Dear Friends of "Dial Daily Bread,"
Several passages of Scripture give the clear idea that the all-important question in the Judgment will be whether or not we have learned to love. The parable of the sheep and the goats represents Jesus as separating all of us on that one score (Matt. 25:31-46). John's magnificent chapter on agape-love says that the test of whether or not a person knows God is this: "everyone who loves is born of God and knows God. He who does not love [with agape] does not know God, for God is [agape]" (1 John 4:7, 8).
Further, when "love is perfected among us ... we may have boldness in the day of judgment" (vs.17). New Testament love equips one to walk in humbly yet boldly past all the holy angels and to stand before God's throne without trembling.
No one will ever be able to receive the seal of God and face the horrors of the enforced mark of the beast if there is any fear still lurking in the recesses of the heart. Eradicating every root of fear will be a miracle because all of us humans have been programmed to what Hebrews says is a basic "fear of death ... all their lifetime," which has made us "subject to bondage" (2:15). But "there is no fear in love [agape]; but perfect agape casts out fear, because fear involves torment. But he who fears has not been made perfect in agape" (1 John 4:18).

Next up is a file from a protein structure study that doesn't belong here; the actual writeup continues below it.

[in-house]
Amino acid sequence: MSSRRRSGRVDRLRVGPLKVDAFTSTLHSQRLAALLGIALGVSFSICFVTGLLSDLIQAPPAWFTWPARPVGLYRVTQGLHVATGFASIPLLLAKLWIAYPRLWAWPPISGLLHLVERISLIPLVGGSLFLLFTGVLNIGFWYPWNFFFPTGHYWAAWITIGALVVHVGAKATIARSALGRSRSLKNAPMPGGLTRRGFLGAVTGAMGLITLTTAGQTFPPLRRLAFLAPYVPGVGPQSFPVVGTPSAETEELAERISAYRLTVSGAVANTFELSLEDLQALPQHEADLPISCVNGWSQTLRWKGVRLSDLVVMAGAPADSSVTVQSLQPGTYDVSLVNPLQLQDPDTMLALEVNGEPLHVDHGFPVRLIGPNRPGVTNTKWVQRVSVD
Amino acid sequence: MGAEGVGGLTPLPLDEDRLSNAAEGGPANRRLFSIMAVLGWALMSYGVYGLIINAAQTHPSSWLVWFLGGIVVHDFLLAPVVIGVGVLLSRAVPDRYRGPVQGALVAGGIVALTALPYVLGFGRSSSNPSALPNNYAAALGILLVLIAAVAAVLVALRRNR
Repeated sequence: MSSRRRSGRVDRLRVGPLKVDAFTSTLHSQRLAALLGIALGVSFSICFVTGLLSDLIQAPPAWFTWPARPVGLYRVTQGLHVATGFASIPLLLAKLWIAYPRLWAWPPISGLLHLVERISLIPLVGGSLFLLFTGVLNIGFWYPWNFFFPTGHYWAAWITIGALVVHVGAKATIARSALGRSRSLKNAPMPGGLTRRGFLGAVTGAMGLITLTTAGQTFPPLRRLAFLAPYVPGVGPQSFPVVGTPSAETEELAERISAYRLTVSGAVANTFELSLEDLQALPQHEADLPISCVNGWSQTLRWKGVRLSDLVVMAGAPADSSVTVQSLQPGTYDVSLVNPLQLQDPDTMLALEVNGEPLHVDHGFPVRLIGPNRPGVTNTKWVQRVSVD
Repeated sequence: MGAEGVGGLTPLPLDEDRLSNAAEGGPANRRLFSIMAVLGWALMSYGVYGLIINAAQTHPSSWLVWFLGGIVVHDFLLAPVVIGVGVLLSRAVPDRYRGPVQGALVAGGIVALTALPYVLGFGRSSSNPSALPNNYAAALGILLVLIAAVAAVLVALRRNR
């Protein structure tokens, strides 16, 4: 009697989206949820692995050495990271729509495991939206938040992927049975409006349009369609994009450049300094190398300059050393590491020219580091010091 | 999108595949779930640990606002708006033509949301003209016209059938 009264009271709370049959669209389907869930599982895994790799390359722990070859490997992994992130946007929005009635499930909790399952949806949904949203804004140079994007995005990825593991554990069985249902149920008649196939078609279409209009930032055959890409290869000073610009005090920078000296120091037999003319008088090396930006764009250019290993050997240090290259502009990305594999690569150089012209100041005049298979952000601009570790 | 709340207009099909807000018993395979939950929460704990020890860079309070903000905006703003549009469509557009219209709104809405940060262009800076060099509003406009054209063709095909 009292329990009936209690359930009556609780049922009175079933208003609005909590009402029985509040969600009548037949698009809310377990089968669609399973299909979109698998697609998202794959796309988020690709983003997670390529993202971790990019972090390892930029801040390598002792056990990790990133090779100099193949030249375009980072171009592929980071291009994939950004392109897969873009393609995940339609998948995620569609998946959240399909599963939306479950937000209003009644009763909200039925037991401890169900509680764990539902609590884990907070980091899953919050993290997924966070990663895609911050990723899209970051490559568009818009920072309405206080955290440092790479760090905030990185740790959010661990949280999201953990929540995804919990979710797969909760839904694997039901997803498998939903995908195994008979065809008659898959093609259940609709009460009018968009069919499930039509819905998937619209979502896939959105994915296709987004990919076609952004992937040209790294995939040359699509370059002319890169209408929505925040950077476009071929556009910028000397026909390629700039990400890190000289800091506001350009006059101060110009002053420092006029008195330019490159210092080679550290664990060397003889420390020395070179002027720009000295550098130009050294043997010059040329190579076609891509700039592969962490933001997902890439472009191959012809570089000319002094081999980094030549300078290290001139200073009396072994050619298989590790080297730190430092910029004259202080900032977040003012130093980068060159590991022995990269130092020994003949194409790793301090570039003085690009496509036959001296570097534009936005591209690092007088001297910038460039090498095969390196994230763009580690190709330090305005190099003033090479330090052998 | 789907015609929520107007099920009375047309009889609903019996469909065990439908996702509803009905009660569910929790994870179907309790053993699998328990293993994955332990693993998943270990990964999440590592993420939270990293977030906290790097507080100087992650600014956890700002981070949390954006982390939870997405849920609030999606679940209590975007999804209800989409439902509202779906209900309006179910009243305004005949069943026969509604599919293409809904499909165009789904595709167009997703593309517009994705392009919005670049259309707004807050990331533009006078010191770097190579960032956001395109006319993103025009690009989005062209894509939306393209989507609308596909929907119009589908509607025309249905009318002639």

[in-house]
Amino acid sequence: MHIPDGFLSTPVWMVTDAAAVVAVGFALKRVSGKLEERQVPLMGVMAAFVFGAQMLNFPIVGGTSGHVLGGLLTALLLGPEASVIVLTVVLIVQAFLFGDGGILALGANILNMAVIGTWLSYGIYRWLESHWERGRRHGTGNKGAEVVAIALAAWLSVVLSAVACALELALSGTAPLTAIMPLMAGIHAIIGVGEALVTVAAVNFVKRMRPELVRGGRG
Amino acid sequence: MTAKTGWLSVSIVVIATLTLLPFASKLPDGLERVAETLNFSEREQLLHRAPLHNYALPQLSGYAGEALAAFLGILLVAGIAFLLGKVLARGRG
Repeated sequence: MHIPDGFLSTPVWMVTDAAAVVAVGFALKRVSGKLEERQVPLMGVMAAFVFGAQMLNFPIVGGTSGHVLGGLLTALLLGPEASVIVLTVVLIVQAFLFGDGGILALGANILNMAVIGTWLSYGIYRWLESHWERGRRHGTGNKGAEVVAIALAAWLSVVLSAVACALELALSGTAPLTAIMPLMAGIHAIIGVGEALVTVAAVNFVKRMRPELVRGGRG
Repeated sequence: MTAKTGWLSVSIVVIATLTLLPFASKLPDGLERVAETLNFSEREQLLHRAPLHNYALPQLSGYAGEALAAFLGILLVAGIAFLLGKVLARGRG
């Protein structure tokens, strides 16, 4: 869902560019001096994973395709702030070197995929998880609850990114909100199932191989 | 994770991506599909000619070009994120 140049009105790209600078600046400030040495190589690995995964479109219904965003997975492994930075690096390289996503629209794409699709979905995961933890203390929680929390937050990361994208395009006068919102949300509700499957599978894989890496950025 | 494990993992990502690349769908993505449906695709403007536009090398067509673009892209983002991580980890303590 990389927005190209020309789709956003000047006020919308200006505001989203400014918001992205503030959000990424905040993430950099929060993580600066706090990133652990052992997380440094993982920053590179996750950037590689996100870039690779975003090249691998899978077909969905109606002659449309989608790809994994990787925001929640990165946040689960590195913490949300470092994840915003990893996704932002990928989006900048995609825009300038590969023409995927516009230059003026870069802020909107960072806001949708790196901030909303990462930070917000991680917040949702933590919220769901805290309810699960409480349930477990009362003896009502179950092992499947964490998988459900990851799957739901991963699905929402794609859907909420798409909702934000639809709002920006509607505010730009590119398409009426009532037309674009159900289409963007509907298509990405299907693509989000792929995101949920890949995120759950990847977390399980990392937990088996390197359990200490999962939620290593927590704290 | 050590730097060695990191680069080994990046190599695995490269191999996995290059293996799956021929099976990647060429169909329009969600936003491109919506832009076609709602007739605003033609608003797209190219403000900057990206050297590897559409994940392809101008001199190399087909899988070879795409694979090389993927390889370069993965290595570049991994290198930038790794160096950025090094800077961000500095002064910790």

We could linger on those words. This is a holy, solemn subject. The practical effect of the cleansing of the sanctuary will be to root out that last vestige of fear from the hearts of God's people and to replace it with this agape, which alone is true obedience to God's commandments.
Paul certainly thought of us as well as the Ephesians when he prayed that we might be "rooted and grounded in agape, ... able to comprehend with all the saints what is the width and length and depth and height--to know the agape of Christ, which passes knowledge; that you may be filled with all the fullness of God" (Eph. 3:17-19).
We may "speak with the tongues of men and of angels" and yet not have agape; we may have the "gift of prophecy, and understand all mysteries and all knowledge," and still be without it; we may "have all faith, so that [we] could remove mountains" through miraculous answers to prayer, and still not have the all-essential agape. Worse still, we may bestow all our goods "to feed the poor" and die a martyrs' death burned at the stake, and yet, wonder of wonders, be devoid of agape (1 Cor. 13:1-3).
How can we learn to love with agape? Not by trying, not by working at it, not even by vainly praying for it (though prayer is good, of course). We learn by looking, and looking again: "In this is agape, not that we loved God, but that He loved us. ... And we have known and believed the agape that God has for us" (1 John 4:10, 16).
--Robert J. Wieland
From: Undated Paper.
Copyright © 2017 by "Dial Daily Bread."